Immigrant English Language Learning
This paper looks at how No Child Left Behind Act attempts to involve the parents of immigrant students in their English language learning.
# 96861 | 2,089 words | 9 sources | MLA | 2007 |
Published on Jul 16, 2007 in Language (English: Linguistics) , Language (French: General) , Political Science (State and Local Politics) , Education (General) , Hot Topics (Immigration)
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In this article, the writer discusses that the No Child Left Behind Act (NCLB) makes it imperative upon the schools to overcome the cultural barrier to English Language Learning (ELL) by establishing a means of communication with the parents. The writer suggests that schools could invite the parents of immigrant families to such school activities as classroom demonstrations of different culture or presentations of awards for children's accomplishments. In communicating and coordinating with parents, it is suggested that the schools use the immigrants' language and may thus need to hire special translators for the purpose. The writer notes that a common perception among immigrant parents is that English is the language of a rich and powerful postindustrial society, whereas their native language is less impressive and commands less respect. The writer concludes that language learning, according to experts, is an interactive activity as dependent on social context as it is on cognitive transfer.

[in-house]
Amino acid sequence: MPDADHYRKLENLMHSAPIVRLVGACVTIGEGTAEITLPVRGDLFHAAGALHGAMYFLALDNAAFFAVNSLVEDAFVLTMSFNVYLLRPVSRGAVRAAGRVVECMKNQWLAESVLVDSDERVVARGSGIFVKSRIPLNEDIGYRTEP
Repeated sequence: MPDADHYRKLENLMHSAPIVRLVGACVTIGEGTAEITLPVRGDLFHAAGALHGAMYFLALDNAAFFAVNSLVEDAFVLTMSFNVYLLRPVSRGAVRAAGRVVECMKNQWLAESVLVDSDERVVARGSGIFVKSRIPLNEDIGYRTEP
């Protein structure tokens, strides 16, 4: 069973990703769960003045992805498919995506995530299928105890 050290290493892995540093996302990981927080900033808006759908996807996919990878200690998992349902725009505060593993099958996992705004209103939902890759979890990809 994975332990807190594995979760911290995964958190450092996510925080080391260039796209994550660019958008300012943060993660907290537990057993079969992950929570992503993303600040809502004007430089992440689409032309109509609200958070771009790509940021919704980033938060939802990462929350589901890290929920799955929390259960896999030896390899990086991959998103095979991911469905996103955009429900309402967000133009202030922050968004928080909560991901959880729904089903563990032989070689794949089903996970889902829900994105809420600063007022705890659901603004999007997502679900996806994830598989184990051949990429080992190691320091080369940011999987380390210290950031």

From the Paper:"English language learners are children of newly arrived immigrants in the US, refugees from war-torn countries or immigrants with a language other than English spoken at home. Whatever the circumstances that drove these families to make the US their new home, their children have even varying levels of education in their primary language, such that their ability to learn English fast and efficiently as their chief means of assimilating into American society becomes an extremely challenging task for the US school system. This shows in national and state surveys indicating that ethnic and racial minority children are the most at-risk group in social institutions, with the most significant academic underachievement, high poverty rates, high teen pregnancy rates, low skill levels, and low-paying employment opportunities. The projection is that by 2015 over 50 percent of all students in K-12 public schools across the US will be ELL students, boosting the number of this school population that has the highest dropout rate and the lowest ranking in academic achievement and expectations. The phenomenon necessarily speaks ill of the American public school system."
Sample of Sources Used:
- CREDE. "Program Alternatives for Linguistically Diverse Students." Available online at: www.cal.org/crede/pubs/.
- Christy, J. "Helping English Language Learners in the Classroom. Available online at: http://www.glencoe.com/sec/teachingtoday/subject/help_ELL_lit_la.phtml
- Garcia, E. (1991). "The Education of Linguistically and Culturally Diverse Students: Effective Instructional Practices." University of California, Sta. Cruz, CA.
- Gray, T. & Fleischman, S. (2005). "Research Matters: Successful Strategies for English Language Learners." Association for Supervision and Curriculum, December 2004-January 2005, Vol. 62. No. 4.
- Kadamus, J. (2004). "Report on Building Capacity to Improve the Performance of Limited English Proficient ELLs." Albany, New York.
Cite this Research Paper:
Immigrant English Language Learning (2007, July 16) Retrieved February 27, 2021, from https://www.academon.com/research-paper/immigrant-english-language-learning-96861/
"Immigrant English Language Learning" 16 July 2007. Web. 27 February. 2021. <https://www.academon.com/research-paper/immigrant-english-language-learning-96861/>